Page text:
Hi-tech educators attract Apple's eye
Two University of Adelaide staff have been recognised by the multinational computer and software company Apple as leaders in the educational use of digital technology.
Mr Allan Carrington and Dr Ian Green have been invited by Apple to join a select group of professionals from around the globe, known as Apple Distinguished Educators (ADEs), who have expertise in digital education.
Admission to the ADE program is recognition for work that integrates technology into curricula and learning environments in meaningful and innovative ways.
Members of the program have unique professional development opportunities. They engage with each other and with the company on experiences, projects and ideas, and in turn Apple provides ADE members with knowledge of its technologies and solutions.
Mr Carrington is a Learning Designer with the University's Centre for Learning and Professional Development, while Dr Green runs the Career Researcher programs in the University's Graduate Centre.
Both are known within education circles for their work involving podcasts of interviews from various higher education conferences. Their use of technology fits well within Apple's ideal of professionals "committed to the promise of educational technology in the classroom and beyond".
Both Dr Green and Mr Carrington said they were honoured to become Apple Distinguished Educators.
"Educators who are part of the Apple Learning Interchange represent a community of people who think outside the box and are leading on the issues of improving student 'Interaction, Relevance and Engagement'," Mr Carrington said.
"Being ADEs will help us collaborate with and contribute to a creative educational professional community and improve learning and teaching at the University of Adelaide."
Dr Green's work at the University involves researcher education, while Mr Carrington's work is in "learning with technology".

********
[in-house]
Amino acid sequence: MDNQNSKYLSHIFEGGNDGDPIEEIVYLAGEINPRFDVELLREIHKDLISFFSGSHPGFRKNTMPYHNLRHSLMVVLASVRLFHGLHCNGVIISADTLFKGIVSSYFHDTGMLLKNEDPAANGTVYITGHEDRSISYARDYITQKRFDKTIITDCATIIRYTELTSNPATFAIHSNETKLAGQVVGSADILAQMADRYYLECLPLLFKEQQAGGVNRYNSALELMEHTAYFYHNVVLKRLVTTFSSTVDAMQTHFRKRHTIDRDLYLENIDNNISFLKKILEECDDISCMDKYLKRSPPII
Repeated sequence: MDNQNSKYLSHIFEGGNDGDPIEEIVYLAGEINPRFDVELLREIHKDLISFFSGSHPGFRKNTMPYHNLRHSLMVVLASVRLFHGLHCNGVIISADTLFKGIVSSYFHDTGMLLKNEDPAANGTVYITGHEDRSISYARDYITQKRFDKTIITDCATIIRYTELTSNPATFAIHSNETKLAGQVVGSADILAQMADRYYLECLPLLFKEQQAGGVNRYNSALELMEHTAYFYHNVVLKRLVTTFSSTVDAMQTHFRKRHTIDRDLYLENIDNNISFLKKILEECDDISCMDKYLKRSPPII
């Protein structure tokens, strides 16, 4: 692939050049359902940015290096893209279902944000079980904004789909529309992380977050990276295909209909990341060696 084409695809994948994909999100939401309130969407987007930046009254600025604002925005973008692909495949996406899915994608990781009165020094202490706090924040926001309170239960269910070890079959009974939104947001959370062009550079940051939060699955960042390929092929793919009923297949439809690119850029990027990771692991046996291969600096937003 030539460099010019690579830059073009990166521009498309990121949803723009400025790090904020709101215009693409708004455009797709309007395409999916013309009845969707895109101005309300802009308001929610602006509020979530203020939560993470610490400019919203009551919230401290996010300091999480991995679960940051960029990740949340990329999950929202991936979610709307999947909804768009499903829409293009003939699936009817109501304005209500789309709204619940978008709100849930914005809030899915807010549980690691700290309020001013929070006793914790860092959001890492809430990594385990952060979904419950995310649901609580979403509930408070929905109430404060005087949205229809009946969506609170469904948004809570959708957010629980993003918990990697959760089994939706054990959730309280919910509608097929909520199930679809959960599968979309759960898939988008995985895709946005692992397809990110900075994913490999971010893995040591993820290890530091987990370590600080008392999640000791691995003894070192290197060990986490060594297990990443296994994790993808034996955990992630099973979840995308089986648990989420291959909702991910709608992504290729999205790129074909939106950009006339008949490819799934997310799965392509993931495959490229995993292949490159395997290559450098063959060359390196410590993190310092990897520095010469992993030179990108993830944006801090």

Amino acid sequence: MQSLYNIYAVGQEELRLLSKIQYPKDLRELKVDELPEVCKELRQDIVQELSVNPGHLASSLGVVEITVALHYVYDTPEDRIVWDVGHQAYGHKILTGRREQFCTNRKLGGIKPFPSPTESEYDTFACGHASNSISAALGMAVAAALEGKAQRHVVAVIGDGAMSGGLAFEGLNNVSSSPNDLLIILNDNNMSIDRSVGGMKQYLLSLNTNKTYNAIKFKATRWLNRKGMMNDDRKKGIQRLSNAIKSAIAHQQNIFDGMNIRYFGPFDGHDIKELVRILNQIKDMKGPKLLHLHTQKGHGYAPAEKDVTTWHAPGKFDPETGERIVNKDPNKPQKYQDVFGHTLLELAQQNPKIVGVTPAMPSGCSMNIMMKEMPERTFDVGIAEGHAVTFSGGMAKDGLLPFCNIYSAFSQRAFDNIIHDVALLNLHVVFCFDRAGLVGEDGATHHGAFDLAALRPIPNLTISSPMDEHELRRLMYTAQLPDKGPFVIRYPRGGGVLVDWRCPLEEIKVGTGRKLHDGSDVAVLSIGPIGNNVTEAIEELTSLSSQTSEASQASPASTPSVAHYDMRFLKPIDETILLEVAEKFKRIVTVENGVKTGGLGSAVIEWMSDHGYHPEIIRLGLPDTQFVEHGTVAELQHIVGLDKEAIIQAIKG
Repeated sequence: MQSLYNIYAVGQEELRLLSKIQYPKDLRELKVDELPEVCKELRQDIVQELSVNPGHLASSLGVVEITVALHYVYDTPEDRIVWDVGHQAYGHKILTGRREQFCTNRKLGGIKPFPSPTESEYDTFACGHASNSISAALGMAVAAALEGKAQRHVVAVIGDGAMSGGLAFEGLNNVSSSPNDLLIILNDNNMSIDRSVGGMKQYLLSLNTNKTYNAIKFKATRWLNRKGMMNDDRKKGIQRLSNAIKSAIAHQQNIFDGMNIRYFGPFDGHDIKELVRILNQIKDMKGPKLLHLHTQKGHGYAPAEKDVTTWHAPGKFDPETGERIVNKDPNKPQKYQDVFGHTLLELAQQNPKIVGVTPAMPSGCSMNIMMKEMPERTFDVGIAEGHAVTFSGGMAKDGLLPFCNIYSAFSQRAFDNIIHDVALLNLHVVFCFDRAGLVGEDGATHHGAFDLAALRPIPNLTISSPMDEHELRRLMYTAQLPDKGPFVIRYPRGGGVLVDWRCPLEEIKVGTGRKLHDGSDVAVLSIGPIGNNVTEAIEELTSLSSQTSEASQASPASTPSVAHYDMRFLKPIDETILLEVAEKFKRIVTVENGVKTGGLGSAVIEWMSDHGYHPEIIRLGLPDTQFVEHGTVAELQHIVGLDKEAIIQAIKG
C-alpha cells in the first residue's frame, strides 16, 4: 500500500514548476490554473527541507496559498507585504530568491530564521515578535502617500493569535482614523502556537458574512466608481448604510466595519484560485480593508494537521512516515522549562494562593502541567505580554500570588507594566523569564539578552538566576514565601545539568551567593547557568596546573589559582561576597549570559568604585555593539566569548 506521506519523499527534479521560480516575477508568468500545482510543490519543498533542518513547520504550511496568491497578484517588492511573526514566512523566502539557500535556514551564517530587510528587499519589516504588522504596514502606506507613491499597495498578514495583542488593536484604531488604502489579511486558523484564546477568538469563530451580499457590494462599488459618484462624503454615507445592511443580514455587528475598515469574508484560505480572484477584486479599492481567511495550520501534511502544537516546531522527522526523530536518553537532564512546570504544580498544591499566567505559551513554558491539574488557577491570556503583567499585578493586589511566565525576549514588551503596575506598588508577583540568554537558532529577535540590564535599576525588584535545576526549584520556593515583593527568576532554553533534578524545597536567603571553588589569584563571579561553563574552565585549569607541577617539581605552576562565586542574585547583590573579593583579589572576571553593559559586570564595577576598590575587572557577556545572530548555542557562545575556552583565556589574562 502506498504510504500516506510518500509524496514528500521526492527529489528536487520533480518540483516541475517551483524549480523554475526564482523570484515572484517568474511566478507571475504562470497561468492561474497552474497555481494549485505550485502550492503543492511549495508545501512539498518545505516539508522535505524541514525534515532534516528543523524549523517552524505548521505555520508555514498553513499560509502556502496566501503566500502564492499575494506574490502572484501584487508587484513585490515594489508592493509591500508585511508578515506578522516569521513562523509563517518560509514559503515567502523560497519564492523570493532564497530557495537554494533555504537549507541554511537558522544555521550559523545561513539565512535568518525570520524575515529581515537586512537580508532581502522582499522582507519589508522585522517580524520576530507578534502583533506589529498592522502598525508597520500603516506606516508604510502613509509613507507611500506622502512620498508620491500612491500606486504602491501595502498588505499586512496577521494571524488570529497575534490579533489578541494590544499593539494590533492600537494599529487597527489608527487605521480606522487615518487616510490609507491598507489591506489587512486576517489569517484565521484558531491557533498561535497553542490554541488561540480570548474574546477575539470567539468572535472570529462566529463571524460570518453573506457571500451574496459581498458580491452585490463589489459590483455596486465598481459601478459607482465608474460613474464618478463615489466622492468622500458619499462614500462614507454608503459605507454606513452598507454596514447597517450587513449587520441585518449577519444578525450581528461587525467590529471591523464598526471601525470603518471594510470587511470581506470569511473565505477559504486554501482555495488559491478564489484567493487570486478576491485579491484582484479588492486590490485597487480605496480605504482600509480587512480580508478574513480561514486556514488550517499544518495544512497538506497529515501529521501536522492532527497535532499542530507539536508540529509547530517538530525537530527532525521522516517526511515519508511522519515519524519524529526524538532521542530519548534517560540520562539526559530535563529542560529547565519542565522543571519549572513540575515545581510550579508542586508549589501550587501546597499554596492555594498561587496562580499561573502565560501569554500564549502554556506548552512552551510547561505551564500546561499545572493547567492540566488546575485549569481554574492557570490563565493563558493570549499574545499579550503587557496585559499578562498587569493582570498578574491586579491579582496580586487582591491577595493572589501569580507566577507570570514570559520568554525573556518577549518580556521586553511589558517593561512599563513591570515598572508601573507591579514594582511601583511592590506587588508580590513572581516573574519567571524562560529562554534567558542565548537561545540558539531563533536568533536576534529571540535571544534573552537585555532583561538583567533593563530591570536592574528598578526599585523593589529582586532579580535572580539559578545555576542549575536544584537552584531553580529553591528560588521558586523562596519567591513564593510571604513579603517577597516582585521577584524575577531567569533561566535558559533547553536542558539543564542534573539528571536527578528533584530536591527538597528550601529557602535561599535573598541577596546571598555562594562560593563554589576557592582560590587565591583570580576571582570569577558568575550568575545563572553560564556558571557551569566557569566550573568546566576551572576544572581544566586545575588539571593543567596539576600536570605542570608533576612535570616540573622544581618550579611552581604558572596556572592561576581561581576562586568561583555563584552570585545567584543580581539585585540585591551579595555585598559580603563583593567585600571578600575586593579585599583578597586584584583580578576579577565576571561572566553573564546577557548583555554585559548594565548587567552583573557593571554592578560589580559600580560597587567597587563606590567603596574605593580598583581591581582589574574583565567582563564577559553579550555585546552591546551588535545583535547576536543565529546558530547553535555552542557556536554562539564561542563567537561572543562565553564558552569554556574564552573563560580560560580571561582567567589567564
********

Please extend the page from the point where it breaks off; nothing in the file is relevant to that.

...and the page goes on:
"In our day-to-day jobs, Allan and I are both vitally interested in the setting up of dynamic online communities which have effective and user-friendly collaborative tools, and which not only disseminate knowledge but proactively seek to build new knowledges," Dr Green said.
"This is really what much of our podcasting work has been about - not just promoting and broadcasting topics of interest to higher education researchers and teachers, but the creation of ongoing dialogue about, and refinement of, those topics.
"To quote the tag line that we use in our podcast programs, it helps us understand how we can 'extend the wisdom' to the wider higher education community."
Mr Carrington said: "Having networked with educators using the Apple platform for more than 15 years, I've found them to be highly innovative, 'passionate for positive learning outcomes' sort of people.
"Apple's digital hub philosophy empowers educators to create engaging learning objects that can have e-assessment embedded in them, and they can align themselves better to the way the next generation is learning.
"This has relevance to all learners, too. Sometimes digital systems are thought to be only important for off-campus students, but these new developments are also radically transforming the whole nature of face-to-face learning and teaching.
"Being ADEs gives us access to the 'best of the best' of educators pushing the envelope with this sort of curriculum development. The outcomes from this collaboration could be very beneficial here at the University."
Story by David Ellis